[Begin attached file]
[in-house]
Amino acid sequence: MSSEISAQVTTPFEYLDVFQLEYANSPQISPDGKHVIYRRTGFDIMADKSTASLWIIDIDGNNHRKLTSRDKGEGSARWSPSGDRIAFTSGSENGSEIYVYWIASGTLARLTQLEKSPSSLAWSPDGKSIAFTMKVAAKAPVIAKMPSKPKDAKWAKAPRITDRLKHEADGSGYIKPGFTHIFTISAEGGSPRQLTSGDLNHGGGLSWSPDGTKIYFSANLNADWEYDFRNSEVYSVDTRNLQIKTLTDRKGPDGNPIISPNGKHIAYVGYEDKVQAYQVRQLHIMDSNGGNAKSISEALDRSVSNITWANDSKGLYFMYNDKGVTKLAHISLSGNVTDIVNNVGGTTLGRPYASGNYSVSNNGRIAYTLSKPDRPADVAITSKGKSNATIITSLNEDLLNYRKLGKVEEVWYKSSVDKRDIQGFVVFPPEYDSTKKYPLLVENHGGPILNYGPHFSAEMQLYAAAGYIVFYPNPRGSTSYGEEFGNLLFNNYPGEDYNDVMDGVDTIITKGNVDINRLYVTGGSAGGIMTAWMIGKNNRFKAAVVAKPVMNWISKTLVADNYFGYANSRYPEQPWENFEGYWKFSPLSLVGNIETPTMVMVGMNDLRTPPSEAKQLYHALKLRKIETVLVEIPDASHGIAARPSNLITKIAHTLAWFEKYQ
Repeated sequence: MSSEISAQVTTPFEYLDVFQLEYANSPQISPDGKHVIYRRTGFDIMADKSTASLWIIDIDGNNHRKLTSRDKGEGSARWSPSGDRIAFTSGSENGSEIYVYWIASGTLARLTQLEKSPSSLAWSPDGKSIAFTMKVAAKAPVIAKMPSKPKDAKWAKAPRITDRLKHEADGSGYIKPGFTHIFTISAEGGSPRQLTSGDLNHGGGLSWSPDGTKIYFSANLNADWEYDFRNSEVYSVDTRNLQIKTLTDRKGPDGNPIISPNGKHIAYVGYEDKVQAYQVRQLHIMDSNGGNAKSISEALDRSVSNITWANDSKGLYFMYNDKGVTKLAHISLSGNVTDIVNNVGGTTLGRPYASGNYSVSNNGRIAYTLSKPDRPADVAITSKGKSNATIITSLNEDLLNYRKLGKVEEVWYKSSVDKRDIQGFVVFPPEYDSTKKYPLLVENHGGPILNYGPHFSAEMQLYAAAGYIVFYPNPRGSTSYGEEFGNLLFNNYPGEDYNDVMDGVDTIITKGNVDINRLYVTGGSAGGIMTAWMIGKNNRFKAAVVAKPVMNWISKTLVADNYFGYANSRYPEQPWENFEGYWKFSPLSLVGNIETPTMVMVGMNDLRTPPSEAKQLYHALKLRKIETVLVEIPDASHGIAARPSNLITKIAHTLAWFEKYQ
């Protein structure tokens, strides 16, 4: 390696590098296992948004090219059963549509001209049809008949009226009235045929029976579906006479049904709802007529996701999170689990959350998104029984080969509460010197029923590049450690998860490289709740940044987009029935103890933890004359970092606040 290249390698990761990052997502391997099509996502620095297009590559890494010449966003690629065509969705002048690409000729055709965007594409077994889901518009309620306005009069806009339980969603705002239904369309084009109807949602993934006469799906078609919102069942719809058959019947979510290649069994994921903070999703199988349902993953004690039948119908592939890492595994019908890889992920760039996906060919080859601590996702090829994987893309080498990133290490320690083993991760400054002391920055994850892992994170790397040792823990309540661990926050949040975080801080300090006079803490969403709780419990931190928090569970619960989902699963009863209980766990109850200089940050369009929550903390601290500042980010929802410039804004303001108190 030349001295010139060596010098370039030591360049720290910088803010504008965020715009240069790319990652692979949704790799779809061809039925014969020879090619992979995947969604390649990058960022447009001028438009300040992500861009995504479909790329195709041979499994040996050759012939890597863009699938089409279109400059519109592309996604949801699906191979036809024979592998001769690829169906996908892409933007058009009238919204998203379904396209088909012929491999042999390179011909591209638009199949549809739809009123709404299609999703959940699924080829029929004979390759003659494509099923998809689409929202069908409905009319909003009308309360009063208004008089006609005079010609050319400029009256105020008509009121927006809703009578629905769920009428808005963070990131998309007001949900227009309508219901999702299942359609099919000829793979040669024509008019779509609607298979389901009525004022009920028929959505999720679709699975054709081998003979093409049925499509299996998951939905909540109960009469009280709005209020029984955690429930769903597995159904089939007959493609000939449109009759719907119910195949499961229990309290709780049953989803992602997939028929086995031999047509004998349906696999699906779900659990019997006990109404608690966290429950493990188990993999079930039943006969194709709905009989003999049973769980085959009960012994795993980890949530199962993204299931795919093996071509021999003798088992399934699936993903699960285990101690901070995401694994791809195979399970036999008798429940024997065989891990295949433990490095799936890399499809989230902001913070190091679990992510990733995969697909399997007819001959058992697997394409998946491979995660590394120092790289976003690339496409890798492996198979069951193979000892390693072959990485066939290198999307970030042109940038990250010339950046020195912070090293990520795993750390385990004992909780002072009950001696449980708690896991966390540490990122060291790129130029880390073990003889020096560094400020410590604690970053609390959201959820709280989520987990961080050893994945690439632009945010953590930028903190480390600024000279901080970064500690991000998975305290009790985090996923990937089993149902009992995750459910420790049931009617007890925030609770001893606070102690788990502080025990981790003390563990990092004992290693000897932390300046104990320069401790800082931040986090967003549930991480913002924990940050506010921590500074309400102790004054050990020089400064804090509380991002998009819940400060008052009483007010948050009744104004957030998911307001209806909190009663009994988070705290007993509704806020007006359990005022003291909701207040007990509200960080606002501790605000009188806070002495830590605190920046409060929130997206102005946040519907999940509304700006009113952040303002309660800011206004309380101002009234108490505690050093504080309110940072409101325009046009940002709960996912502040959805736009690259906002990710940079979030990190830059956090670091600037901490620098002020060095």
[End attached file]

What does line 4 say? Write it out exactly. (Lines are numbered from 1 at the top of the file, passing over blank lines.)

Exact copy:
């Protein structure tokens, strides 16, 4: 390696590098296992948004090219059963549509001209049809008949009226009235045929029976579906006479049904709802007529996701999170689990959350998104029984080969509460010197029923590049450690998860490289709740940044987009029935103890933890004359970092606040 290249390698990761990052997502391997099509996502620095297009590559890494010449966003690629065509969705002048690409000729055709965007594409077994889901518009309620306005009069806009339980969603705002239904369309084009109807949602993934006469799906078609919102069942719809058959019947979510290649069994994921903070999703199988349902993953004690039948119908592939890492595994019908890889992920760039996906060919080859601590996702090829994987893309080498990133290490320690083993991760400054002391920055994850892992994170790397040792823990309540661990926050949040975080801080300090006079803490969403709780419990931190928090569970619960989902699963009863209980766990109850200089940050369009929550903390601290500042980010929802410039804004303001108190 030349001295010139060596010098370039030591360049720290910088803010504008965020715009240069790319990652692979949704790799779809061809039925014969020879090619992979995947969604390649990058960022447009001028438009300040992500861009995504479909790329195709041979499994040996050759012939890597863009699938089409279109400059519109592309996604949801699906191979036809024979592998001769690829169906996908892409933007058009009238919204998203379904396209088909012929491999042999390179011909591209638009199949549809739809009123709404299609999703959940699924080829029929004979390759003659494509099923998809689409929202069908409905009319909003009308309360009063208004008089006609005079010609050319400029009256105020008509009121927006809703009578629905769920009428808005963070990131998309007001949900227009309508219901999702299942359609099919000829793979040669024509008019779509609607298979389901009525004022009920028929959505999720679709699975054709081998003979093409049925499509299996998951939905909540109960009469009280709005209020029984955690429930769903597995159904089939007959493609000939449109009759719907119910195949499961229990309290709780049953989803992602997939028929086995031999047509004998349906696999699906779900659990019997006990109404608690966290429950493990188990993999079930039943006969194709709905009989003999049973769980085959009960012994795993980890949530199962993204299931795919093996071509021999003798088992399934699936993903699960285990101690901070995401694994791809195979399970036999008798429940024997065989891990295949433990490095799936890399499809989230902001913070190091679990992510990733995969697909399997007819001959058992697997394409998946491979995660590394120092790289976003690339496409890798492996198979069951193979000892390693072959990485066939290198999307970030042109940038990250010339950046020195912070090293990520795993750390385990004992909780002072009950001696449980708690896991966390540490990122060291790129130029880390073990003889020096560094400020410590604690970053609390959201959820709280989520987990961080050893994945690439632009945010953590930028903190480390600024000279901080970064500690991000998975305290009790985090996923990937089993149902009992995750459910420790049931009617007890925030609770001893606070102690788990502080025990981790003390563990990092004992290693000897932390300046104990320069401790800082931040986090967003549930991480913002924990940050506010921590500074309400102790004054050990020089400064804090509380991002998009819940400060008052009483007010948050009744104004957030998911307001209806909190009663009994988070705290007993509704806020007006359990005022003291909701207040007990509200960080606002501790605000009188806070002495830590605190920046409060929130997206102005946040519907999940509304700006009113952040303002309660800011206004309380101002009234108490505690050093504080309110940072409101325009046009940002709960996912502040959805736009690259906002990710940079979030990190830059956090670091600037901490620098002020060095």